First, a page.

How those little blue lights make intersections safer

A story from WCCO-TV last week answered a question that has likely been puzzling many commuters passing through Ramsey County: what are those blue lights popping up on traffic signals?

The report explains that the blue lights illuminate when a traffic signal changes to red, allowing a patrol officer to witness and enforce a signal violation more easily and safely. What the report doesn’t explain is the safety benefits to be gained from increased red light enforcement.

In Ramsey County, the proposal for a recent large deployment of blue lights came from traffic engineers, not police.

“Our county safety highway program conducted by MnDOT indicated a lot of right-angle crashes related to people running red lights,” said Ramsey County Planner Joseph Lux. “These are typically the accidents with the severest injuries.”

As part of the statewide Towards Zero Deaths (TZD) initiative in July 2013, MnDOT worked with counties to develop safety plans that emphasize low-cost, high-value safety improvements.

A federal grant is helping fund the installation of 128 blue lights at 49 intersections in Ramsey County (see locations) over the next two weeks. Deputies will begin enforcement later this month, but the hope is that the blue lights will be so effective,  active enforcement won’t be necessary long-term.

A blue light, positioned on each of the four corner intersection poles, turn on whenever the opposite signal light turns red.

“The comments we’ve received from local police is they don’t want to write tickets; they just want people to quit running red lights,” Lux said.

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Blue light indicators were affixed to existing signal poles at Lexington Avenue and Larpenteur Avenue in Roseville.

The blue light indicators allow a police officer to view an infraction from many viewpoints, instead of having to pursue the offending vehicle through the intersection. Also only one squad is required to patrol an intersection; not two.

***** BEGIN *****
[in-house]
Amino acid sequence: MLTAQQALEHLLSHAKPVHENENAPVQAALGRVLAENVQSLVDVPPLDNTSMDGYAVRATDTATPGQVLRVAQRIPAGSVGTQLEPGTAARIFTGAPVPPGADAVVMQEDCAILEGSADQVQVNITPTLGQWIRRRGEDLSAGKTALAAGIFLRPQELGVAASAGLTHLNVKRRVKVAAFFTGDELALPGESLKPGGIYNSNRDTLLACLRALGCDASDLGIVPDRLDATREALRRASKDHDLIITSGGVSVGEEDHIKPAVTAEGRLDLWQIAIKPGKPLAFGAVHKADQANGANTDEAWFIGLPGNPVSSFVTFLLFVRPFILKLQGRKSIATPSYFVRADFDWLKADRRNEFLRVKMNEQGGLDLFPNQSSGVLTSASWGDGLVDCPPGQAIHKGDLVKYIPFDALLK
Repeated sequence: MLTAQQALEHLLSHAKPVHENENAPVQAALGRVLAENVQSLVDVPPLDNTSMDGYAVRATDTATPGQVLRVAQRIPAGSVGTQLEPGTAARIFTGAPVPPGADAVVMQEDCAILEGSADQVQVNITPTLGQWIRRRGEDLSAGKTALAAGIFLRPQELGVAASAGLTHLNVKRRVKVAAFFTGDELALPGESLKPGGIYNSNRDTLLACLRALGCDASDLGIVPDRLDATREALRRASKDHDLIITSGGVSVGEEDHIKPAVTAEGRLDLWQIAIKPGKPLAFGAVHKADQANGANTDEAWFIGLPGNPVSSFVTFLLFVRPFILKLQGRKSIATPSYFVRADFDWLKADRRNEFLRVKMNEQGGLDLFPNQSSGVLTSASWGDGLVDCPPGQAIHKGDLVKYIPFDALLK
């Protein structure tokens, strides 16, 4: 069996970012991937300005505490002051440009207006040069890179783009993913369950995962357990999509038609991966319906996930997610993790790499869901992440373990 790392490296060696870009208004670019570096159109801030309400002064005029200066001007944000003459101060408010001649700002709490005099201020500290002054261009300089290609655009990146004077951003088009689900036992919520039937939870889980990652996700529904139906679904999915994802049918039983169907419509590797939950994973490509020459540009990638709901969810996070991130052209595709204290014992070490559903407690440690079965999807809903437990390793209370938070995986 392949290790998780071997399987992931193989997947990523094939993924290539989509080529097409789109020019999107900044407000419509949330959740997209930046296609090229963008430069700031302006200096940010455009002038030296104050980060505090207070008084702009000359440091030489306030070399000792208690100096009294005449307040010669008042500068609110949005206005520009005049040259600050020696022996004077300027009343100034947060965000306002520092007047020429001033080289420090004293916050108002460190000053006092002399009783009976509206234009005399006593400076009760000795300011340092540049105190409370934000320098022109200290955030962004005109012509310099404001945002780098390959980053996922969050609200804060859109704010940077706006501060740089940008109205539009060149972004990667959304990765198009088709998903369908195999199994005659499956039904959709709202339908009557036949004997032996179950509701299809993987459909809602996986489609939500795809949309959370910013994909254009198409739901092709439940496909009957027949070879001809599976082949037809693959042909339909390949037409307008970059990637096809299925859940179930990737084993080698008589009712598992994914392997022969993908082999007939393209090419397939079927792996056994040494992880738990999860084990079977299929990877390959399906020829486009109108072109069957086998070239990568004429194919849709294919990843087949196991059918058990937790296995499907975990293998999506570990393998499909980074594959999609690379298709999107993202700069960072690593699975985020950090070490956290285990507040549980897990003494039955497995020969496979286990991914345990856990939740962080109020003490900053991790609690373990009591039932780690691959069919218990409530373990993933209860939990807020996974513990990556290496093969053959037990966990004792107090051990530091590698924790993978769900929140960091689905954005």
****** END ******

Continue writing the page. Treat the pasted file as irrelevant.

The blue light indicators have been shown to increase traffic safety. In Florida, crashes due to people running red lights fell by 33 percent, according to a low-cost safety improvement pooled fund study conducted on behalf of MnDOT and 37 other states.

Unlike Florida’s blue lights, Ramsey County’s are being placed on the signal pole, instead of the masthead. They’re more prominent than a couple indicators the county tried previously at accident-prone intersections in Little Canada and Maplewood.

“They’re bright and noticeable to the public, but not distracting, like the ones Florida puts on the masthead,” Lux explained.

According to WCCO-TV, the blue lights are funded by a $120,000 federal grant, with $13,000 in matching local funds.

Temporary signs will be put up by Ramsey County to notify the public of the new indicators.

A few other Minnesota communities — including Blaine, Crystal, Olmsted County and Dakota County — have also installed blue light indicators in recent years.

Lux explained that Ramsey County is installing blue lights on intersections that are easily enforced by law enforcement, as well as those that aren’t, in hopes that the public will obey them all because of the heightened presence.

3 thoughts on “How those little blue lights make intersections safer”

    1. They’re just lights, not cameras.

      From the blog post: “A blue light, positioned on each of the four corner intersection poles, turn on whenever the opposite signal light turns red.”

      “The blue light indicators allow a police officer to view an infraction from many viewpoints, instead of having to pursue the offending vehicle through the intersection. Also only one squad is required to patrol an intersection; not two.”

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